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Saturday, November 1, 2014


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Farmer's Market's first Sunday brings improvements




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Communication senior Maevea Bottex holds flowers June 8, 2014 at the East Lansing Farmers Market behind Biggby Coffee. The market opened for the first time this summer. Hayden Fennoy/The State News



This year, the opening day of the East Lansing Farmer’s Market’s usual aroma of fresh produce was combined with the scent of fresh pavement.

The fifth year of the market began Sunday morning with a ribbon-cutting ceremony celebrating the completion of improvements to the market site. Improvements included the resurfacing of the parking lot, a permanent performance area, twice as much bicycle parking, walkways, basketball hoops and new landscaping, Community Events Assistant and Market Manager Abby Rudnicki said.

City of East Lansing Communications Coordinator Ami Van Antwerp estimated about 75 to 100 people attended the ribbon-cutting, and was pleased with the turnout, especially given the rainy weather beforehand.

She said East Lansing Mayor Nathan Triplett; city council members; and representatives from the Michigan Economic Development Corporation, Veritas Design Group and Laux Construction made appearances for the ribbon-cutting.

The Michigan Economic Development Corporation provided a $35,000 grant for the enhancements, and Veritas Design Group and Laux Construction were in charge of designing and implementing them.

Rudnicki said they were certain more than 200 customers attended, as the 200 reusable bags for the first arrivals were gone, but believed that number was far greater.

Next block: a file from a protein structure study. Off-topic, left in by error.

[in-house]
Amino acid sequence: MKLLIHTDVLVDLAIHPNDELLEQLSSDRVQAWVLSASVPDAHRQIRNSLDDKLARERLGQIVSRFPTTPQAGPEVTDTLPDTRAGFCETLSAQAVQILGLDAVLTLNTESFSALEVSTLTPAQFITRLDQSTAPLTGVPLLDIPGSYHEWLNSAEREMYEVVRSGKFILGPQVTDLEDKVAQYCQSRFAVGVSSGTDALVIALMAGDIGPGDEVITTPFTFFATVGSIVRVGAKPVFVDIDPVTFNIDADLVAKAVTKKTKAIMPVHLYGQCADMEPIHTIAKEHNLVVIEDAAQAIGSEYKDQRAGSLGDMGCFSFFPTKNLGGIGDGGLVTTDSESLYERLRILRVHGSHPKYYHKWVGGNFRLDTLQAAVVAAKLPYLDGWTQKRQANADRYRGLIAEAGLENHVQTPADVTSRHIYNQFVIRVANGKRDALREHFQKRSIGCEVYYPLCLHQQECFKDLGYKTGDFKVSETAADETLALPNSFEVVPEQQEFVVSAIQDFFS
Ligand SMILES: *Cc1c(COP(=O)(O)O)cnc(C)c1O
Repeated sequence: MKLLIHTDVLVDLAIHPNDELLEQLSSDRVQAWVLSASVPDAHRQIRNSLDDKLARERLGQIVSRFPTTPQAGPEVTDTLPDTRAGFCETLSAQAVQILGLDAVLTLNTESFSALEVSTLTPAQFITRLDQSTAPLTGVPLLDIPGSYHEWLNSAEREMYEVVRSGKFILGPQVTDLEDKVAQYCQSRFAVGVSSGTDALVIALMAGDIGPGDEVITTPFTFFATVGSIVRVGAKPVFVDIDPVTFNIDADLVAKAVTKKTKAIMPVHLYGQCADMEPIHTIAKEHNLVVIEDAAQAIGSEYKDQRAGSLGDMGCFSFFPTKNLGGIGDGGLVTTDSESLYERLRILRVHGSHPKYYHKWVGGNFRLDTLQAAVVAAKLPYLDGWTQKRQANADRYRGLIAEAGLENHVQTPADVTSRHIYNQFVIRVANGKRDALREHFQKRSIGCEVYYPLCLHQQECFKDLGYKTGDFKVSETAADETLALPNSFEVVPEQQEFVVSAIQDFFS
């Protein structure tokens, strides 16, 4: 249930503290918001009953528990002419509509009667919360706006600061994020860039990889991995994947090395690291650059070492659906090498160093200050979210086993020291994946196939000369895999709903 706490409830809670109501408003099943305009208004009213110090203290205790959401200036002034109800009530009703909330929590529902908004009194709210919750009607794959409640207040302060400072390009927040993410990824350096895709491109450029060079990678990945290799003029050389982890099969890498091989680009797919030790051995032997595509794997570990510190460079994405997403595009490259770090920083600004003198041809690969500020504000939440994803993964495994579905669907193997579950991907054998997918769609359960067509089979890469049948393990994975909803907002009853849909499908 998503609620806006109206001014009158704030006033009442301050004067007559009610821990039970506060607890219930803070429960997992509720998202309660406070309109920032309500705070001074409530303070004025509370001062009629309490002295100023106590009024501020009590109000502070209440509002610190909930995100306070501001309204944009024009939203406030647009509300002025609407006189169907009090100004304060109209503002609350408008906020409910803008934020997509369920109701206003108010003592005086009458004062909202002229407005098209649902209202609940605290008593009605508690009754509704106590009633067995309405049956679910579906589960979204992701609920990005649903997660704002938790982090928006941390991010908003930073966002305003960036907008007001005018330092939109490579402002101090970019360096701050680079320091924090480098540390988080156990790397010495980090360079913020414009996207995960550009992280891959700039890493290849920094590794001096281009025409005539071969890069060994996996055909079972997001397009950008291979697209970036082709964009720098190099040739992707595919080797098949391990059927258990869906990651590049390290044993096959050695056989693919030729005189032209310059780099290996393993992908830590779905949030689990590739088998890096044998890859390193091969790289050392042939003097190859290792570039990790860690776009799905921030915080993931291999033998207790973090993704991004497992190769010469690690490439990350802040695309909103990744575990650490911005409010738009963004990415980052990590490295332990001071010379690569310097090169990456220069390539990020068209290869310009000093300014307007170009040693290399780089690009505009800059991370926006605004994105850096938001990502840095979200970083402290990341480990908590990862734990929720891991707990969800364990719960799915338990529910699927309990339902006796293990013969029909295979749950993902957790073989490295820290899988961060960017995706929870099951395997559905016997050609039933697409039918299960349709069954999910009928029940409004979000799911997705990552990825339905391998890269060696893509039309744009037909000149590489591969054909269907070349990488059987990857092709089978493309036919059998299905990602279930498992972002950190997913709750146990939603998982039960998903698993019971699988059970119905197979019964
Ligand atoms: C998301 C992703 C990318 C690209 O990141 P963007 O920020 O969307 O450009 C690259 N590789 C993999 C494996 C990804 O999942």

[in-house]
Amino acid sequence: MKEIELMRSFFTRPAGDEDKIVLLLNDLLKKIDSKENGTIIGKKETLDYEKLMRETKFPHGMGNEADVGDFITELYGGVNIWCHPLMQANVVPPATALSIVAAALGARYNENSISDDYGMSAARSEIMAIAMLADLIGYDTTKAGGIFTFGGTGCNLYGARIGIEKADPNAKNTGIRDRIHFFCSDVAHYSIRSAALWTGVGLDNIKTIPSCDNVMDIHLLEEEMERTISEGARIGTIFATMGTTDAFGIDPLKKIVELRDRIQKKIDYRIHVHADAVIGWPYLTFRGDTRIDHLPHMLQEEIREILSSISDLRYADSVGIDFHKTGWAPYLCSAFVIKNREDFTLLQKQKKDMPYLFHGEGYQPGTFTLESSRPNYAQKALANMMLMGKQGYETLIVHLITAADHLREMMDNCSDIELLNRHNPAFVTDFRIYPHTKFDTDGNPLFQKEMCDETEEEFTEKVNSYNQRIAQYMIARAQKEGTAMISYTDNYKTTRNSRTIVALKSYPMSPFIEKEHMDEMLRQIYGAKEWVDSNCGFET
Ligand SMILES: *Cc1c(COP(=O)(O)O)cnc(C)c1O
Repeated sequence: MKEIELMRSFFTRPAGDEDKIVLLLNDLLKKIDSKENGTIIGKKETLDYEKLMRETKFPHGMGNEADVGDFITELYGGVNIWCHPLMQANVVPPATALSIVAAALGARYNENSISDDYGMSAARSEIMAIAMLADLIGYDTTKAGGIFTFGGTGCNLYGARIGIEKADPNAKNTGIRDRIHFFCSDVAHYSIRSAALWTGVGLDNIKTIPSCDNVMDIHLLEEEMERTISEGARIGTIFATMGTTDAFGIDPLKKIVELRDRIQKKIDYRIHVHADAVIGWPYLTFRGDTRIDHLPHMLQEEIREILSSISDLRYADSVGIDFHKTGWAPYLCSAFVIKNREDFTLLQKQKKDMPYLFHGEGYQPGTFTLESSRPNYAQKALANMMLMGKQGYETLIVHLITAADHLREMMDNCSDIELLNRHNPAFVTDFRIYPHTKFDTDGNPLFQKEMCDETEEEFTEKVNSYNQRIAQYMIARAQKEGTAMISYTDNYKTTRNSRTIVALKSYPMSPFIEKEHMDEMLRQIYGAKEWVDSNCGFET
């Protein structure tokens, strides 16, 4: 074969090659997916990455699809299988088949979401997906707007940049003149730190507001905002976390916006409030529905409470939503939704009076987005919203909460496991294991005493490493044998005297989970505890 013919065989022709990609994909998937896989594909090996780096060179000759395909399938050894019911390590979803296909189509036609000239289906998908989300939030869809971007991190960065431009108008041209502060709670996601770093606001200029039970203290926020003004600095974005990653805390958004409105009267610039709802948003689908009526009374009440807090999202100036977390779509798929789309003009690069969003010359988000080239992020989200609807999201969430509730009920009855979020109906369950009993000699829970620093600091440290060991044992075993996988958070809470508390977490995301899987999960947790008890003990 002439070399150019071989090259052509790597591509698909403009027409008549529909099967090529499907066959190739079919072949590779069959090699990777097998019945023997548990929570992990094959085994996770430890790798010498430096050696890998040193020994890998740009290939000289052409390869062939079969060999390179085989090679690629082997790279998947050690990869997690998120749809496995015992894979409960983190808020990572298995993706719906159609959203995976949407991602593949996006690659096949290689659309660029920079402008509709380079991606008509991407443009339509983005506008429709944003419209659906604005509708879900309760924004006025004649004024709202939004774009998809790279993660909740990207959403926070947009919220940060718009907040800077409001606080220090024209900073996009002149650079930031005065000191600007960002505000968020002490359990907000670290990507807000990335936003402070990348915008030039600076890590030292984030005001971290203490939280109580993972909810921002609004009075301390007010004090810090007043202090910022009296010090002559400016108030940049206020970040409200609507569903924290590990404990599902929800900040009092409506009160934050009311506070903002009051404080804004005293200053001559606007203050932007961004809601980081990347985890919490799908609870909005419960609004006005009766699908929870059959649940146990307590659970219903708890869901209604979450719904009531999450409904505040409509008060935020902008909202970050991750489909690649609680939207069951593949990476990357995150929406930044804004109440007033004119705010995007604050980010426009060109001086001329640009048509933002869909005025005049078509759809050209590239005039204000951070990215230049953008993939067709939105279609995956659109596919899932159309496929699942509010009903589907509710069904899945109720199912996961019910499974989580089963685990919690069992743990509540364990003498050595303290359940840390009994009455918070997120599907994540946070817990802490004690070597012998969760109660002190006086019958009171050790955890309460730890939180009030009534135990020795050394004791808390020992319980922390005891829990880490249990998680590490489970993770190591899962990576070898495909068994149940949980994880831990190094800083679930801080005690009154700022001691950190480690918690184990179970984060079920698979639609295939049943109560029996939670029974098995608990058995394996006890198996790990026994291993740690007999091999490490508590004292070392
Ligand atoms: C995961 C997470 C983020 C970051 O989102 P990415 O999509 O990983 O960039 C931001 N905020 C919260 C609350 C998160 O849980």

“Traffic has been steady,” she said. “There hasn’t been a lull yet.”

Large crowds came even despite the absence of some vendors. Because the East Lansing Farmer’s Market stipulates that vendors offer only 100 percent homegrown products, a few vendors did not attend the opening day because their crop was not yet ready.

Mike Metzger, a vendor for Hickory Knoll Farms Creamery, LLC, supports this policy.

“I think it’s important to get a taste of the true product,” he said.

Metzger provides goat cheese and said people have a bad impression of it because store-bought goat cheese is not fresh. He, on the other hand, milks 135 goats and two cows to produce fresh dairy products.

He said Sunday was his first time attending the East Lansing Farmer’s Market and — happy with his success at the market — he plans to continue coming each week.

“I’m overwhelmed,” he said, adding that the demand for his product outnumbered the supply.

Karen and Mark Manrique, from Delta Township in southwest Lansing, said they have been loyal customers to the market since it opened. Karen Manrique said they frequent the market each week unless they are out of town.

She said they feel it’s important to buy local at the farmer’s market because it’s healthier, supports the community, and causes “less problems with nature.” She also enjoys the entertainment each week and was pleased to see the new performance plaza.mr

“When we walked up, that’s the first thing we noticed,” Manrique said. “It’s great to have a permanent structure.”

Rob Klajda, the first musician to play on the new stage, said this is his third year performing at the market. He said it is much better to play beneath the permanent structure than the temporary tent used in past years.

He believes it will be nice for musicians to play in the shade on sunny days and not have to have electrical cords exposed to the elements in rainy weather.

Klajda said he enjoys playing at the East Lansing Farmer’s Market because of the “diverse audience and positive, upbeat atmosphere.”


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